A worthy pioneer was Azariah ARMSTRONG, who was born in
Bennington, Vt., April 1, 1776. He emigrated from his native State in
1812, and located on the premises now owned and occupied by D. M.
and C. H. Armstrong. Mr. A. remained there until his death, which
occurred in 1855. His wife died on the old homestead in 1848. Their
family consisted of the following children, viz.: Ominda,* Farrand
Hopestill, Morey W., Solomon, Gethro G.,* David M., Dr. Azaraih,*
and Charles H. The surviving children all reside in the town. Solomon
has represented his town in the board of supervisors two terms; David
M. was also supervisor in 1871 and 1872. Solomon has one son, S.
Eugene, and David M. has three children, Nellie, Inis, and Morey E.
A son of Farrand S., George W., is deceased, and a daughter, Dette,
is the wife of George WING. Finett, the wife of Simon HUBBARD,
is a daughter of Ominda. Hopestill has on son, Azariah, and Morey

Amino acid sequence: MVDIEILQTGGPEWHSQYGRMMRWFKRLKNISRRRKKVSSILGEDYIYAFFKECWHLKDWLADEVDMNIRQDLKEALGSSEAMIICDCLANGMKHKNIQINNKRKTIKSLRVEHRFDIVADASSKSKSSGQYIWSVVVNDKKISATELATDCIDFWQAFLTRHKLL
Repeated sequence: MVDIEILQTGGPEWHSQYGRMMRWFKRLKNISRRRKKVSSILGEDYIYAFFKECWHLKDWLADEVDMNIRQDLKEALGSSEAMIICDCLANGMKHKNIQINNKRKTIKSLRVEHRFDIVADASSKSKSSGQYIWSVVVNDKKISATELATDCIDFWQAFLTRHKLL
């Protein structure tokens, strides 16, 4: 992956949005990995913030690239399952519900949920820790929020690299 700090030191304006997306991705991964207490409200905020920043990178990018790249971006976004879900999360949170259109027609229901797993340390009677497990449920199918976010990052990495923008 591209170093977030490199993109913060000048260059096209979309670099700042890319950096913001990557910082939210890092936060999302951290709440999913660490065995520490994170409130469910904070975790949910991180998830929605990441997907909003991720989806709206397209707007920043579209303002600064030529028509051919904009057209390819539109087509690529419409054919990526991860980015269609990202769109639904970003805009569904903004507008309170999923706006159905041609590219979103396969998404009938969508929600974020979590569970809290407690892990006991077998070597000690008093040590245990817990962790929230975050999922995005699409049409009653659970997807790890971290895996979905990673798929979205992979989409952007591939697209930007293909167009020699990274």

W. has one named Floyd E.
A prominent and active pioneer was Giles KILBOURNE, who settled
on lands now owned by a son, Francis S. Kilbourne. Mr. K. did much
to advance the interests of the town, and was ranked among its leading
citizens. Francis S. also manifests an interest in the public welfare,
and has represented his town in the board of supervisors two terms, 1874
SPOONER- The locality known as Spooner's Corners derived it name
from a worthy pioneer named Ruggles SPOONER, familiarly known
as 'Squire Spooner. A daughter, Mrs. Sophronia CRUMB, resides
Luther SMITH, from Connecticut, was also an early settler in this
vicinity. Here he remained until his death, which occurred a few years
since. He was about ninety years of age. His son, Benjamin Smith,
who was born in Connecticut in 1815, occupies the old homestead,
together with his son, who was born in this county in 1829.
At Plainfield Centre, Joseph SIMS was an early settler and a pioneer
inn-keeper, in the building now occupied as a dwelling by Evan EVANS.
He has two sons, Ephraim F., residing in Exeter, and Jephtha, at Fort
Plain, N.Y. The latter is known as the author of "Sims' Border Wars,"